I shall begin my rant-tastic rant by stating two things:
1. – Thank you Engadget for being vital to this post (I shall be using liberal links to their various stories on the matter).
2. – It is impossible to be exhaustive about this topic, so I’ll TRY to be as concise as possible during said rant.
The “straw” for this back-breaking article is this article posted on Engadget this week (the result of a Q&A session at the MIX conference). In short, it states that the new Windows Phone 7 Series phones will not have copy/paste functionality, nor will they have true multitasking (a la the card system found on the Palm Pre). SAD. PANDA.
As a tech aficionado, I have always been keenly interested in standing back and watching these large companies lumber around the world and gasping as I watch them drop their feet at the right and wrong places, usually to the corresponding level of approval of their fans/consumers. What has been of particular note to me is watching the handful of titans in the industry in question (in this case mobile phones) dance the dance of what I refer to as “The Three I’s”: Imitating/Improving/Innovating.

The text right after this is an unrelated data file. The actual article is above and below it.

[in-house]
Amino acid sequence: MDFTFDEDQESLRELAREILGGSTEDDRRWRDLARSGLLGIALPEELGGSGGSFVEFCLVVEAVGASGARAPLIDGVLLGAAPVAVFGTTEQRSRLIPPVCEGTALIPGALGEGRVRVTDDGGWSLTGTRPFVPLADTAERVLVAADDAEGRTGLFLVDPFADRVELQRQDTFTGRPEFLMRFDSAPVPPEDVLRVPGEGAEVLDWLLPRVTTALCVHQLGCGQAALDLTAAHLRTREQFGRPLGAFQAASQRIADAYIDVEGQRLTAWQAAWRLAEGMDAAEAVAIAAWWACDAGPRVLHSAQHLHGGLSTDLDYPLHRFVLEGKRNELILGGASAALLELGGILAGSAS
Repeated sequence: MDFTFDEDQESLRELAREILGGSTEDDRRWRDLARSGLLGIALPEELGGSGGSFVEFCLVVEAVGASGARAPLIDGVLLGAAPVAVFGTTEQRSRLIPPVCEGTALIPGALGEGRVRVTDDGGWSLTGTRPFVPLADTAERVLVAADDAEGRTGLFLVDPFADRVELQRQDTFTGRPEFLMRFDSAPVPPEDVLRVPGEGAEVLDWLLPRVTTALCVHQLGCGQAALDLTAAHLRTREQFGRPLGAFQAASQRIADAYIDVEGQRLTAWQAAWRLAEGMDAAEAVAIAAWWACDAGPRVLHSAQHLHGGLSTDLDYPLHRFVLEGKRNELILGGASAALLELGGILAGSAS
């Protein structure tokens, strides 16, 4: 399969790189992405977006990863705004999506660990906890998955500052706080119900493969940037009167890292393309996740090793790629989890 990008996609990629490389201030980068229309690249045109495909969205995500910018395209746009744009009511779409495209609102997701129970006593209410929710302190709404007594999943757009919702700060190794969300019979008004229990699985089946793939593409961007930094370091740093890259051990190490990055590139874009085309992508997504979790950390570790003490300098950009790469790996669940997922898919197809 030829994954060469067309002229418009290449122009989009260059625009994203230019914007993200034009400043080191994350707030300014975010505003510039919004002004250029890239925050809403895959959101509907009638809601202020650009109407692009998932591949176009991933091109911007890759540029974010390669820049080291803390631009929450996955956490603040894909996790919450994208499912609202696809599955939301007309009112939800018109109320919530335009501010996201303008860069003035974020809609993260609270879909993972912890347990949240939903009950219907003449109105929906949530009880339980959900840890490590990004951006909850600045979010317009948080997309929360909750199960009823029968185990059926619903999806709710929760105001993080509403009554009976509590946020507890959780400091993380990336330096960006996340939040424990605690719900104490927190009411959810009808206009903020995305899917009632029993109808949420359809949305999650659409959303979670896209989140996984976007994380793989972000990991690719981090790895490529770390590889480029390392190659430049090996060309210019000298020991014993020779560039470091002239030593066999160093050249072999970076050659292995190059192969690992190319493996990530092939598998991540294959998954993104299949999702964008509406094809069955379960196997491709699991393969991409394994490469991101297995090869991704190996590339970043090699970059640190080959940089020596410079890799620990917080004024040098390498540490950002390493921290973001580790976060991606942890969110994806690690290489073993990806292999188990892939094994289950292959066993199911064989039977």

Offering an aside, Khidr and I have discussed many times that, as much as we want to believe the marketing speak about how the customer is central focus of these companies, but the not-too-awfully-harsh reality is that the paying customer is the central focus. Companies of these sizes are driven by where the dollars are (guided in many cases by shareholders), and the choices they make have to be geared towards the most lucrative sectors. And as tech aficionados, we have to come to the realization that, even though we are generally willing to part with early adopter dollars (which offer a pretty intense premium *cough* iPhone launch price *cough*), we are also quite discerning with our discretionary income, and therefore we make up a painfully small (though increasingly vocal) portion of the consumer base.
Getting back to The Three I’s, though. The announcement that WP7S phones are not going to be offering copy/paste functionality smacks of de ja vu, and smacks largely of the first I, imitation. Indeed, copy/paste took over two years to finally arrive for the iPhone. More importantly though, looking over the WP7S announcements and OS specifications, it’s not all that difficult to see where their inspiration is coming from in lots of areas. To keep perspective, everyone from the most jaded fanboy to the most non-tech-savvy individual on the connected planet needs to be perfectly clear about how amazing the iPhone has been, both commercially and for the mobile industry at large, due in no small part to the almost alien technology that seemed to power it when if first came out. I’d like to take a moment to quote Paul Thurott from Part 2 of his iPhone review (this stuck with me long after I read it):